Intelligent wireless sensors automatically add context to collected values, helping identify low-frequency faults such as imbalance, misalignment, resonance, and looseness. Yet many of these devices leave out impacting, a critical indicator of equipment faults that most commonly shut down machines. The most advanced wireless sensors provide comprehensive context by also rating impacting to help technicians at any skill level intervene when problems are still small.

Context at the edge

Much like wireless sensors, edge-analytics devices can monitor vibration and provide an asset health score, including impacting. Edge-analytics devices further reduce data silos by monitoring variables such as temperature and pressure. These edge devices then use onboard analytics to paint a picture of the root cause behind emerging problems.

The most advanced edge-analytics devices can also incorporate data from external systems, such as a plant’s control system, using open communication protocols. Teams taking advantage of these capabilities gain deeper insights into the issues affecting their assets, empowering them to identify ways that changing process variables affect asset health.

Reliability teams wanting to further reduce the number of data silos in a plant are implementing advanced machinery-health software packages. Even the best wireless sensors and edge-analytics devices are still independent sources of data, so teams use machinery-health software to collate the data from these and other devices, perform local analysis, and export critical values. In the most advanced solutions, all device information is presented in a single, intuitive dashboard, helping users save significant time by not sifting through multiple applications to track and trend information.

Edge devices apply embedded analytics to alert personnel to common faults for a wide range of assets, such as fans, motors, gearboxes, pumps, and other rotating machinery.

Closing The Loop

Modern asset-health collaboration platforms can help teams further close the maintenance and reliability loop. These software solutions take all the data that has been contextualized by the team’s wide array of intelligent devices and connect it with existing expert information. The collaboration platforms facilitate integration with external clients, historians, computerized maintenance-management systems, business systems, and development environments to collect and organize data into a standardized, scalable and, most important, usable pool. Instead of a data lake full of unrelated values, an asset-health collaboration platform breaks down even more silos to provide actionable information, produced by using layers of analytics, context, and institutional knowledge.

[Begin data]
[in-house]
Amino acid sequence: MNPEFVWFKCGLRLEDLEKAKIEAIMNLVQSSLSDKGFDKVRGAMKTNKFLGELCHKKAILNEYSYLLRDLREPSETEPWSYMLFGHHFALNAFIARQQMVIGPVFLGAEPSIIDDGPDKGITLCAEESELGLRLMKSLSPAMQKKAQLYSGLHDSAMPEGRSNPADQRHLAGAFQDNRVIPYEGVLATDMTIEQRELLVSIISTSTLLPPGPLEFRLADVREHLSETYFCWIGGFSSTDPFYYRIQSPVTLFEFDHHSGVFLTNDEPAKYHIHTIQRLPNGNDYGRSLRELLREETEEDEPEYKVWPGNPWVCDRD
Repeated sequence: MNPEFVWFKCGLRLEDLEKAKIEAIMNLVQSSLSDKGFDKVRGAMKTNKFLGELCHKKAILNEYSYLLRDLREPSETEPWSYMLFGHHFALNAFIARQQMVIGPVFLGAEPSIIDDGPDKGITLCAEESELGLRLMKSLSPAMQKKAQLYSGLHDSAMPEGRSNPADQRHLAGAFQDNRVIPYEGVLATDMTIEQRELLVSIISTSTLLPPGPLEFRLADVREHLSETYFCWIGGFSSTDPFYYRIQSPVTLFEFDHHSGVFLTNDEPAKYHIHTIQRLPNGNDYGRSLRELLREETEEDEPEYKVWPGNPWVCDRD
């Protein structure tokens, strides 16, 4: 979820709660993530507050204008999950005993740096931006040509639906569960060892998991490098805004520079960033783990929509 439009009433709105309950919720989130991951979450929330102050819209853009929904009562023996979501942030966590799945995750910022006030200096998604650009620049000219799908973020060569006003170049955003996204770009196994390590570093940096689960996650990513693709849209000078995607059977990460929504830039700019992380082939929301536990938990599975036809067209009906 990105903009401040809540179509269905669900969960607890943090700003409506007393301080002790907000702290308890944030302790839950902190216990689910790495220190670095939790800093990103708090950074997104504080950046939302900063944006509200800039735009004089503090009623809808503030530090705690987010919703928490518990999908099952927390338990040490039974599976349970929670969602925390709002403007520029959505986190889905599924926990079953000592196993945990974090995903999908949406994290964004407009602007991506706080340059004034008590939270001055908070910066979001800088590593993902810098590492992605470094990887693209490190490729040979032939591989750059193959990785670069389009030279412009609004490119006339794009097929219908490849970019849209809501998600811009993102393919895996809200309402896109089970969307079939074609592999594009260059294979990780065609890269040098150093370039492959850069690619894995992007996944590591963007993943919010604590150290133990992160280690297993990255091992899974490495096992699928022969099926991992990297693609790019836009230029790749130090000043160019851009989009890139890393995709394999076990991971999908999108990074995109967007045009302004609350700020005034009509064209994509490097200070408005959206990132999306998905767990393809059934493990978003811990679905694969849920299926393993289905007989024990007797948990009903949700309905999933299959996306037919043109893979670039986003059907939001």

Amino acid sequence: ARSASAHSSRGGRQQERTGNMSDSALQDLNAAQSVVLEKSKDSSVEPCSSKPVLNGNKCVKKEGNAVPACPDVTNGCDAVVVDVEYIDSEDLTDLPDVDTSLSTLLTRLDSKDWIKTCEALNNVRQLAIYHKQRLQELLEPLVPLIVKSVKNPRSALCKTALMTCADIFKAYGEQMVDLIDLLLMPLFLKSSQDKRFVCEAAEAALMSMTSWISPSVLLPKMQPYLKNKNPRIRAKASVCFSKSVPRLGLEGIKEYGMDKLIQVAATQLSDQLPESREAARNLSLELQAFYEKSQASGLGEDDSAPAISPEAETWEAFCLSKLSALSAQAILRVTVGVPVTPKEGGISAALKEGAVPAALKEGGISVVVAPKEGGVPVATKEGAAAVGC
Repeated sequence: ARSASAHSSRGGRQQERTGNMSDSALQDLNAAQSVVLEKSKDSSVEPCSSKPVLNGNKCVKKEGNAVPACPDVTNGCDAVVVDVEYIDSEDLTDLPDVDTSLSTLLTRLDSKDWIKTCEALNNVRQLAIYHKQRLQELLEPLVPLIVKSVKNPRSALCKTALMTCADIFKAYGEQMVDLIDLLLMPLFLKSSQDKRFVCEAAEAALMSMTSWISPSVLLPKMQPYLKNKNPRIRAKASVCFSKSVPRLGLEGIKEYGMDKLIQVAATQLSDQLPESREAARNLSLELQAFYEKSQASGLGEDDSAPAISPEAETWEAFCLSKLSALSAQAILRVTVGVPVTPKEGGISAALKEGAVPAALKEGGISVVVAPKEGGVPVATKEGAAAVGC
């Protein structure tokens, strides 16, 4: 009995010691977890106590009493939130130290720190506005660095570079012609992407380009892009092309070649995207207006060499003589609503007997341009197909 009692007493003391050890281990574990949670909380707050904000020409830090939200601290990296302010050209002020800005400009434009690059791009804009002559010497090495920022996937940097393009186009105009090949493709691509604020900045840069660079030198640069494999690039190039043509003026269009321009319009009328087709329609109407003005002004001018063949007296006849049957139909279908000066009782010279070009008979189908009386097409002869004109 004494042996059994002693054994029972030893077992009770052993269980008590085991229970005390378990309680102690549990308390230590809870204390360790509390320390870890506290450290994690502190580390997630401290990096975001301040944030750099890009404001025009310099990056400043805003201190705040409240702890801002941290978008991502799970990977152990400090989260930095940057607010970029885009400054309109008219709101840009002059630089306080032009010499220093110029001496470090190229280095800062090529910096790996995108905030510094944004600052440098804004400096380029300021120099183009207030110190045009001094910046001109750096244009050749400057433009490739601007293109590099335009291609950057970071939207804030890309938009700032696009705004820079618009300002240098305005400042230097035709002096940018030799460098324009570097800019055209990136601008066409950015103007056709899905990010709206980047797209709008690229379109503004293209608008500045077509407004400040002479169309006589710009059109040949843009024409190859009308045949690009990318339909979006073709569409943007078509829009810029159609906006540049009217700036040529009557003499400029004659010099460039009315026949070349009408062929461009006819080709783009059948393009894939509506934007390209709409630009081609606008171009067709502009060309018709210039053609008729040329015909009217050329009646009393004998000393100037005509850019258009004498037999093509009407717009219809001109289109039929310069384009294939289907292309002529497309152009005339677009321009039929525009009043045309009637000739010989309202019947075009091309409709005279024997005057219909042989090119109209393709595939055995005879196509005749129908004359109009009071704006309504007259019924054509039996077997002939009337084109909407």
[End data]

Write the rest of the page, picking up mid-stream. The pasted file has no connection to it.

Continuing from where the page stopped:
From the plant to the enterprise, there’s a long pipeline that data can travel. The more context data collects on its journey to and through the enterprise, the better decisions personnel can make at every level. Closing that loop is a process, but it starts with small steps and intuitive technology investments. EP

By Erik Lindhjem, Emerson

Erik Lindhjem is Vice President and General Manager of Emerson’s Reliability Solutions business, St. Louis (emerson.com). He is focused on driving digital transformation through plant asset management, enabling clients to reach top-quartile performance. He earned a B.S. in mechanical engineering from the Univ. of Virginia and an MBA from Wake Forest Univ.

The post "Close the Loop, Eliminate Data Silos" appeared first on Efficient Plant